by Anny Cheng





Since I have never formally taught English as a Second Language (ESL), my teaching philosophy is built upon ESL-related literature, knowledge I have gained from the TESOL program at CSULA, and my observation of ESL classrooms.  My teaching philosophy includes providing students with a supportive learning environment, helping them achieve communicative competence through meaningful activities, and meeting their needs to succeed in the English academic environment. 

It is my philosophy that by providing students with a friendly, supportive learning environment, I can help reduce their learning anxieties and therefore boost their learning progress.  This philosophy is based upon my personal experience and on Krashen’s “affective filter hypothesis”, which states that anxiety, stress, or tension may hinder a learner’s ability to learn (Krashen, 1982).  When students are relaxed, they will be able to focus on learning.  In addition, when they have no fear of embarrassment or negative criticism, they will be more willing to express their ideas and participate in class.  Thus, it is my goal to create an environment in which students feel comfortable to learn. 

Although it is important for students to learn the grammar of the target language (TL), it is equally, if not more, important for them to know how to use words and phrases to produce a meaningful whole, how to use the language in the social context, and how to use coping strategies in unfamiliar contexts (Savignon, 2001).  I can help students achieve communicative competence by providing them with opportunities for communicative events that focus on meaning instead of form.  For example, I can incorporate a variety of meaning-based activities that provide meaningful and relevant input the students can relate to.  If the students relate well to the theme/topic of the curriculum, they will be more motivated to use the TL to participate in communicative activities.  It is therefore very important to select a theme/topic that is relevant to the students.  I would also consider student interest and needs so as to include opportunities to develop them through TL use.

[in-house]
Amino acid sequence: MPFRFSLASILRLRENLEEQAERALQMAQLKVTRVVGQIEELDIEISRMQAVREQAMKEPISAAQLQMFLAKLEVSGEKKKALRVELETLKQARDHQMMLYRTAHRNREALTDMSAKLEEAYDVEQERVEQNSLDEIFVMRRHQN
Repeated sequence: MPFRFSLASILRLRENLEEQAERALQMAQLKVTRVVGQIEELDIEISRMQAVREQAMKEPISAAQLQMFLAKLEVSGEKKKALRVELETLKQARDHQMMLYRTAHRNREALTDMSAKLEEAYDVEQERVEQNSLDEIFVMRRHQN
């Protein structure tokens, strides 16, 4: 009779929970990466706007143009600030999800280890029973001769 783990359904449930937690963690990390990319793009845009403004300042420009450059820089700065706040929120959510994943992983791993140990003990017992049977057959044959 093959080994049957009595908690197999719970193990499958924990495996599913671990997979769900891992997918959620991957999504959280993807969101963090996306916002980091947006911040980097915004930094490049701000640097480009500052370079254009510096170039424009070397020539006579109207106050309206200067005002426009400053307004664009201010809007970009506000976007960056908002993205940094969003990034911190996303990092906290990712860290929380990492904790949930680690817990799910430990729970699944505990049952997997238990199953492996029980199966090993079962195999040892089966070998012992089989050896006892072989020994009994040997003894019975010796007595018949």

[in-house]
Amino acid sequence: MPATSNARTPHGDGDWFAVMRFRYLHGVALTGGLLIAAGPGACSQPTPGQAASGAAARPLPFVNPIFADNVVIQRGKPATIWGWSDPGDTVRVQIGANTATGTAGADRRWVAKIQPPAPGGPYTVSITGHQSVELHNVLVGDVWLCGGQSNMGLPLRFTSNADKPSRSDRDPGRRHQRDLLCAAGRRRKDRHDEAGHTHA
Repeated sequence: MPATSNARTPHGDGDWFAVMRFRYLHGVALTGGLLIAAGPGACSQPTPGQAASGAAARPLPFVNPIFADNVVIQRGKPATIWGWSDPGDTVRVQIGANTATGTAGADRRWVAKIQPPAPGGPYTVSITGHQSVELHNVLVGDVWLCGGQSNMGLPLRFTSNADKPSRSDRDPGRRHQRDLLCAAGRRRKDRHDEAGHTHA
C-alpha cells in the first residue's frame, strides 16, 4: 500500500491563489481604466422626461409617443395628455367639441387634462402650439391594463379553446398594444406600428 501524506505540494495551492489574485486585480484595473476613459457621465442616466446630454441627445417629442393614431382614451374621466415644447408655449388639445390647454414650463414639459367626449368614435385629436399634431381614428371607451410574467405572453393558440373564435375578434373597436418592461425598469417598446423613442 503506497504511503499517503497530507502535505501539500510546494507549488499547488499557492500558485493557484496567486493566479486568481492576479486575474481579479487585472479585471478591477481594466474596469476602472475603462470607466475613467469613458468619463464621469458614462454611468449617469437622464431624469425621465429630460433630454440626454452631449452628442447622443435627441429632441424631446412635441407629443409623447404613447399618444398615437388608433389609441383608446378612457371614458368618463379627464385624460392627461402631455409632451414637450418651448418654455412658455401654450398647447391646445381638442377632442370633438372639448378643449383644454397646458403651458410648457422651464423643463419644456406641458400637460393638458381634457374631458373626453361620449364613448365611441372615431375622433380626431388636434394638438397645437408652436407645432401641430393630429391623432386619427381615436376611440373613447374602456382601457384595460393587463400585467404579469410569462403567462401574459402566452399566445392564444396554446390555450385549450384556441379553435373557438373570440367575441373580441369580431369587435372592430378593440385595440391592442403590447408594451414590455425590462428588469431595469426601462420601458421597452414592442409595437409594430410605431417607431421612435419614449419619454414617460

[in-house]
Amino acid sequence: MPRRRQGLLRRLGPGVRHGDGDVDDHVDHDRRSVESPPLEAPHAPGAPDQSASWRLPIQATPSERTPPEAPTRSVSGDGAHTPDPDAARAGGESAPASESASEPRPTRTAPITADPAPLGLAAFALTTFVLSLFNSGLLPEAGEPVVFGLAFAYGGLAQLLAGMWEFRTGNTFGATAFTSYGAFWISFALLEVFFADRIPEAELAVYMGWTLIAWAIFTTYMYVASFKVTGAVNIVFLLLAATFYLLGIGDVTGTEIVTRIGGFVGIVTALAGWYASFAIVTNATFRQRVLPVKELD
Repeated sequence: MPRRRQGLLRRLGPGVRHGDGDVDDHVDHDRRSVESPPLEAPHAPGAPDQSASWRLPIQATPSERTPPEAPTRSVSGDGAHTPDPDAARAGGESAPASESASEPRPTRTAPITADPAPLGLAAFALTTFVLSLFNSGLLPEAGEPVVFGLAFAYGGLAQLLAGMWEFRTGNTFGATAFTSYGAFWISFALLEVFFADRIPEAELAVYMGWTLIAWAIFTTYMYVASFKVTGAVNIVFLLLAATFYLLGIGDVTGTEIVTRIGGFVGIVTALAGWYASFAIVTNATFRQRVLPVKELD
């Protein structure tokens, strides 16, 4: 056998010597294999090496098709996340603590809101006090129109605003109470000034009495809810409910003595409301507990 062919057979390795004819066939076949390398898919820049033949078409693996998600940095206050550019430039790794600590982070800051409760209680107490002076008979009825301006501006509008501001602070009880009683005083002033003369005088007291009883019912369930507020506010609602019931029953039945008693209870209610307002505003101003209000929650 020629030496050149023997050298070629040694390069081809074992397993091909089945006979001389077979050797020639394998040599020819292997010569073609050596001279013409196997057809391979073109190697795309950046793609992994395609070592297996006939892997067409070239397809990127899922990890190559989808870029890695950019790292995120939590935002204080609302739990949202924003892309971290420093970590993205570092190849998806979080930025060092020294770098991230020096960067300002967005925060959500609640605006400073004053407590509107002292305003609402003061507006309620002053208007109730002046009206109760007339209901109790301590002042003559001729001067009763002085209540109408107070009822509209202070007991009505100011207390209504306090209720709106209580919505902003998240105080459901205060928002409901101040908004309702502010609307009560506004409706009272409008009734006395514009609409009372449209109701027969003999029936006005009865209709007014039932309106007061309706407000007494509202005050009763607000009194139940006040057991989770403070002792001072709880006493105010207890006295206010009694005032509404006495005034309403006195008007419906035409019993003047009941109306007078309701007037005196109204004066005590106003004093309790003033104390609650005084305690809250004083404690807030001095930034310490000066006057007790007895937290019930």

In addition to communicative competence, many ESL students also need to achieve academic competence in order to succeed in the English academic environment.  In their study of the American university ESL setting, Valentine and Repath-Martos (1997) showed that academic needs of the ESL students include language skills as well as study skills.  Thus, I believe that teaching English for academic purposes entails an additional component – addressing the students’ academic needs – that is not required in teaching for non-academic purposes.  Since each student population is different, I will conduct a needs analysis to discover the academic needs of my students (Hutchinson and Waters,1987).  Then I will plan activities to meet these needs.   For example, in order to improve their reading comprehension, I would plan activities to teach pre-reading and while-reading strategies.  Teaching academic skills is very important since they can be transferred to other non-ESL courses the students are or will be taking. 

Drawing from my knowledge of teaching ESL and personal experience as an ESL student, I have came to the conclusion that, regardless of one’s teaching backgrounds, a teacher needs to keep an open mind about the different teaching approaches, methods, and techniques.  I believe that as I gain more knowledge and experience in teaching ESL, my teaching philosophy will continue to evolve for the better. 



Hutchinson, T., & Waters, A. (1987). English for specific purposes: A learning-centered 

            approach. New York: Cambridge University Press.


Krashen, S. D. (1982). Principles and practice in second language acquisition.  Oxford: 



Savignon, S. J. (2001). Communicative language teaching for the  twenty-first century. 

            In M. Celce-Murcia (Ed), Teaching English as a second or foreign language 

            (3rd ed) (pp. 13-28). Boston, MA:  Heinle & Heinle.


Valentine, J. F., Jr., & Repath-Martos, L. M. (1997). How relevant is relevance? 

            In M. A. Snow & D. M. Brinton (Eds.), The content-based classroom: 

            perspectives on integrating language and content (pp. 233-247). White Plains, 

            NY: Longman.








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